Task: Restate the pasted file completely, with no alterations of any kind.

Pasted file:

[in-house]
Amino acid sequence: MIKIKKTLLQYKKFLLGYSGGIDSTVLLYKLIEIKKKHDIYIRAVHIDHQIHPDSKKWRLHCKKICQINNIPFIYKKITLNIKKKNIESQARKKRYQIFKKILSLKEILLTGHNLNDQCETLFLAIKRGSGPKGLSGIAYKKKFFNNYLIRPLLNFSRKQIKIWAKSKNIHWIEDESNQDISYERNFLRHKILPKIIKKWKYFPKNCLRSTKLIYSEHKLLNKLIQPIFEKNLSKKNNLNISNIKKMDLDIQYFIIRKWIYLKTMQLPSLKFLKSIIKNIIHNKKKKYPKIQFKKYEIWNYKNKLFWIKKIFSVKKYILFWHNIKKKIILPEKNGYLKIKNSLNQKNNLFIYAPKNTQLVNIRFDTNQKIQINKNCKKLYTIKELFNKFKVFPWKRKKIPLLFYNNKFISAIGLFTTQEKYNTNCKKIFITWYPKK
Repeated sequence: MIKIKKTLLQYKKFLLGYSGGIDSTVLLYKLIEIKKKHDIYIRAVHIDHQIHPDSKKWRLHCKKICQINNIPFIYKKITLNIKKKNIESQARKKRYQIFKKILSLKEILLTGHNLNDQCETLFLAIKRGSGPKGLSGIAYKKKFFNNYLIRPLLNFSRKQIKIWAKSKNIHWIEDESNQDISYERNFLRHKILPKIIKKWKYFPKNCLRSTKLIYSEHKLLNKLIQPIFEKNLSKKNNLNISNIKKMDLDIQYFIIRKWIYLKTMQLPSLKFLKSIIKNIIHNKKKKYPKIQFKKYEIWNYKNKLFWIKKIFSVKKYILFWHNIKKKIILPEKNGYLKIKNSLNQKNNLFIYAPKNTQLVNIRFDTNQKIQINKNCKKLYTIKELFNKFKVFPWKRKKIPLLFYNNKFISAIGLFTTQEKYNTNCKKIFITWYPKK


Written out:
[in-house]
Amino acid sequence: MIKIKKTLLQYKKFLLGYSGGIDSTVLLYKLIEIKKKHDIYIRAVHIDHQIHPDSKKWRLHCKKICQINNIPFIYKKITLNIKKKNIESQARKKRYQIFKKILSLKEILLTGHNLNDQCETLFLAIKRGSGPKGLSGIAYKKKFFNNYLIRPLLNFSRKQIKIWAKSKNIHWIEDESNQDISYERNFLRHKILPKIIKKWKYFPKNCLRSTKLIYSEHKLLNKLIQPIFEKNLSKKNNLNISNIKKMDLDIQYFIIRKWIYLKTMQLPSLKFLKSIIKNIIHNKKKKYPKIQFKKYEIWNYKNKLFWIKKIFSVKKYILFWHNIKKKIILPEKNGYLKIKNSLNQKNNLFIYAPKNTQLVNIRFDTNQKIQINKNCKKLYTIKELFNKFKVFPWKRKKIPLLFYNNKFISAIGLFTTQEKYNTNCKKIFITWYPKK
Repeated sequence: MIKIKKTLLQYKKFLLGYSGGIDSTVLLYKLIEIKKKHDIYIRAVHIDHQIHPDSKKWRLHCKKICQINNIPFIYKKITLNIKKKNIESQARKKRYQIFKKILSLKEILLTGHNLNDQCETLFLAIKRGSGPKGLSGIAYKKKFFNNYLIRPLLNFSRKQIKIWAKSKNIHWIEDESNQDISYERNFLRHKILPKIIKKWKYFPKNCLRSTKLIYSEHKLLNKLIQPIFEKNLSKKNNLNISNIKKMDLDIQYFIIRKWIYLKTMQLPSLKFLKSIIKNIIHNKKKKYPKIQFKKYEIWNYKNKLFWIKKIFSVKKYILFWHNIKKKIILPEKNGYLKIKNSLNQKNNLFIYAPKNTQLVNIRFDTNQKIQINKNCKKLYTIKELFNKFKVFPWKRKKIPLLFYNNKFISAIGLFTTQEKYNTNCKKIFITWYPKK